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The rise and rise of food delivery

  The near-ubiquitous presence of food delivery aggregators like Zomato and Swiggy shows that these companies have struck gold of a sort in their business model. This helps the restaurants focus on their core business of creating inviting food as well. A study of how this segment is functioning.  

Dr Suresh Srinivasan

Swiggy and Zomato, two of India’s largest food delivery aggregators, are having a dream run. They seem to have perfected their execution model with every passing day. For both companies, customer acquisition rate has exponentially increased over the last 12 months, and so have their valuations.

Sheer burgeoning scale
Swiggy is now valued at close to US$2.5 billion, translating to around `18,000 crore. The company is now entering its third round of funding; with expansion and market share comes ‘cash-burn’, which necessitates further funding. Swiggy is currently shopping around for funds from global investors like SoftBank, General Atlantic and other Chinese hedge funds.
Similarly, Zomato, valued at close to US$1.3 billion and backed by investors like Ant Financial and other Singapore-based investment firms, is also growing at a breathtaking pace.
So what’s happening in the food delivery aggregator business? What has now fired up so much interest in this segment, both from customers and investors? With the emergence of the e-commerce aggregator model, the restaurants business per se is now getting disrupted, and restaurant chains have realised that if they are not part of such a disruption, they will perish. The same mantra that is visible across the world today holds true here as well: Innovate or perish.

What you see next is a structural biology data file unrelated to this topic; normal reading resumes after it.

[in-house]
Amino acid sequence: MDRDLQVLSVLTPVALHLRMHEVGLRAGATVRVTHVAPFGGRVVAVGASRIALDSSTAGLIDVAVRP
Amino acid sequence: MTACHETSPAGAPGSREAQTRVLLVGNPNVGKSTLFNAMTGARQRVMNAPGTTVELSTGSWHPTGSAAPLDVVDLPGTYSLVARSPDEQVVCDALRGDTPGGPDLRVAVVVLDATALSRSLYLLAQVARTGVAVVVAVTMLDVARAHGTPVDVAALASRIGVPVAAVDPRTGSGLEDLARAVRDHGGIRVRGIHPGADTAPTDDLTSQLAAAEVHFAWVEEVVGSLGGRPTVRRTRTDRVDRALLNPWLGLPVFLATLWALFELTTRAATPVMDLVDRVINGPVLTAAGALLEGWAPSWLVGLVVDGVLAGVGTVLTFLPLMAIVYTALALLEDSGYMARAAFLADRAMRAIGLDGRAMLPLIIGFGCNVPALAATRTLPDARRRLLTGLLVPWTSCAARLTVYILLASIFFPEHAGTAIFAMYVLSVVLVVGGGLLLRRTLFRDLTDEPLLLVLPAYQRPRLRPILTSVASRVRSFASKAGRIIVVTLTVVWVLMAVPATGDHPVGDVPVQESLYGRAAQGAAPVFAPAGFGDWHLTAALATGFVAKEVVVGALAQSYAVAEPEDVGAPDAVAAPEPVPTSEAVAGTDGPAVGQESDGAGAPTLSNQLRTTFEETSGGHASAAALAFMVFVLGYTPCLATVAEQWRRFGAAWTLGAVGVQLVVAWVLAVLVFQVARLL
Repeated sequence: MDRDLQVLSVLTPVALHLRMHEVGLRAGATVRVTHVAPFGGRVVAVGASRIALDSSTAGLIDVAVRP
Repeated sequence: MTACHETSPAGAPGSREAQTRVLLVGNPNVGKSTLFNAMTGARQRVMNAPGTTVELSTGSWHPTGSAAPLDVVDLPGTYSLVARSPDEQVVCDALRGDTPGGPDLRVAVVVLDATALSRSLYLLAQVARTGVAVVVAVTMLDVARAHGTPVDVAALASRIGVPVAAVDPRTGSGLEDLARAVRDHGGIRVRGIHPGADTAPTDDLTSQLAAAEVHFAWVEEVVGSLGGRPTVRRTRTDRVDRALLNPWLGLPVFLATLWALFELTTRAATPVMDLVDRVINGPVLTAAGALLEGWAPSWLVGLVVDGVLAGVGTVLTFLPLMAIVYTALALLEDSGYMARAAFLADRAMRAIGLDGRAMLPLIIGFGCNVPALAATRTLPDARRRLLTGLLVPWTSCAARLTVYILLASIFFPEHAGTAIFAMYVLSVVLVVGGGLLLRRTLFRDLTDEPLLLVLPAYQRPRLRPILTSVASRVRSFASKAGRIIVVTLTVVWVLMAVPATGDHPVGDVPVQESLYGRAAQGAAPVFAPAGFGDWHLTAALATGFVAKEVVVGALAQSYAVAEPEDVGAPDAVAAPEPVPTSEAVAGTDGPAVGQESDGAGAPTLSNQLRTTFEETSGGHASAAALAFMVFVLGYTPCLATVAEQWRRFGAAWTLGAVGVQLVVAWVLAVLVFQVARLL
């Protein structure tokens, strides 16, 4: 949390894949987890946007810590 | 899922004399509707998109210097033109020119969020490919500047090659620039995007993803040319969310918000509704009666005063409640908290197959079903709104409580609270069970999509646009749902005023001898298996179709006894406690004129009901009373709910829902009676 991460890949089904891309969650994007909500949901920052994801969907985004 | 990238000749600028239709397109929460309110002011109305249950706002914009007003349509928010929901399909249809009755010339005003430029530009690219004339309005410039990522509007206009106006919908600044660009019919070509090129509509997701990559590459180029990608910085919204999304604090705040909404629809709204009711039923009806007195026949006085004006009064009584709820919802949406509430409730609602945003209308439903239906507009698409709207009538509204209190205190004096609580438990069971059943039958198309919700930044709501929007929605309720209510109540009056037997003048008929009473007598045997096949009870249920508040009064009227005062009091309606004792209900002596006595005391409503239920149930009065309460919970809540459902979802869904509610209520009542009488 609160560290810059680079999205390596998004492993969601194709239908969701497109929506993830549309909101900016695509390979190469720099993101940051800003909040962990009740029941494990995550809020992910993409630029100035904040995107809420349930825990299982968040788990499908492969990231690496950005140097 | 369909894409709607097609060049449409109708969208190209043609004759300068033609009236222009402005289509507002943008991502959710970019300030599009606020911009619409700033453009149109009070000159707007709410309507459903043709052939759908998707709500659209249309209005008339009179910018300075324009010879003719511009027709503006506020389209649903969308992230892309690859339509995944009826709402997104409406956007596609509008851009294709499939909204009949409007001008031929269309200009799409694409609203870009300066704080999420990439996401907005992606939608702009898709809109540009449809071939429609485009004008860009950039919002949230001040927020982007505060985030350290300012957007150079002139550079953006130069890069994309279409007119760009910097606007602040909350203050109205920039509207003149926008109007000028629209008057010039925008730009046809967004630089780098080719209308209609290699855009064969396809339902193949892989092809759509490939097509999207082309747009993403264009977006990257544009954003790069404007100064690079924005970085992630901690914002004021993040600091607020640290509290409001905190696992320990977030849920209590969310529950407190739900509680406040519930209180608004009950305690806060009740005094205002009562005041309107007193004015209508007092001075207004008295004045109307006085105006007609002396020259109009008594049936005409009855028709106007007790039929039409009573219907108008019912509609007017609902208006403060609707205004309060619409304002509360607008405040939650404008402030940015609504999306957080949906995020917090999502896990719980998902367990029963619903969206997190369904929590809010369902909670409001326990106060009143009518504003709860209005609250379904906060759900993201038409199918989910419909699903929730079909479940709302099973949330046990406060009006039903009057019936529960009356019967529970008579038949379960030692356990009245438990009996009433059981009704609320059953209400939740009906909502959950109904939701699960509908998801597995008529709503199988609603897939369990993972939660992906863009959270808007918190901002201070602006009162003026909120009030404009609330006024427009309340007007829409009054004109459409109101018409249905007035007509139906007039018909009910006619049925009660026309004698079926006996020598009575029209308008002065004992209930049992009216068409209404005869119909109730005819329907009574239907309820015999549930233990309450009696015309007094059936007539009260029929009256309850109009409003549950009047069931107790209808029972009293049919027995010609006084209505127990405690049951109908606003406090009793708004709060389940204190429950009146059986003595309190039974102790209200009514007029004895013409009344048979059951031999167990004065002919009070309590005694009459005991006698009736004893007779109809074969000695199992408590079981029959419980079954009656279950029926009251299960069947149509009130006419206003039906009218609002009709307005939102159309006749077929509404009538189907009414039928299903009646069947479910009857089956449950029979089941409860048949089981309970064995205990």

Why the model works
Food aggregators have figured out that the emergence of a new segment of consumers requiring to be served differently is a source of profitability. This segment prefers the convenience of ordering from the home or office, and expects rapid delivery of a range of food items, generally not served by any single restaurant. Obviously, one single restaurant cannot satisfy the needs of a customer (who may be a family of four, placing the order), as their requirement of such a consumer could encompass much more than what a single restaurant can offer.
The aggregators have hence figured out that it is not necessary to build all the required capabilities to deliver value to such customers entirely by one party; this is where the aggregators are primarily adding value. They give the customer a complete range of food items for order, much more than what a single restaurant can ever offer!
Secondly, the aggregators add value in helping the restaurants better utilise their resources! How?

The right partner for restaurants
Even for a single large restaurant, the back end kitchen operations and the front end marketing and customer service can be carved out, with two independent parties performing the two functions that can then be seamlessly integrated through technology. Today, restaurants spend on fixed costs, create food processing capacity and ensure the utilisation of the capacity is maximised, i.e., they also take charge of bringing customers into the restaurant, which is a very different capability as compared to preparing food at an optimal cost.
With the emergence of the food aggregators, however, traditional restaurants that run their own home delivery operations (which may or may not be operating sub-scale) can now find a partner who can seamlessly pitch into that part of the value chain. These latter firms not only run the delivery service more efficiently, but they also give the restaurants a larger growth to the top line and a better capacity utilisation, thereby becoming a win-win for both the parties as well as to the customer. Restaurants can now completely do away with recruiting delivery staff, digital marketing campaigns, investment in logistics and transportation assets like motorcycles and delivery vans, most of which anyway remained highly underutilised.
Resources that get released due to the presence of these aggregators can now be spent more meaningfully in enhancing the backend capacity of food production, ensuring the food specifications meet and exceed the targeted customer’s expectations, and ensuring that this is done better than the best practices of the industry. With such aggregators, restaurants can now deepen their focus to create the most appealing food to their target customers without diluting their efforts by getting into marketing, selling and capacity utilisation issues, leaving such headaches to the food aggregator.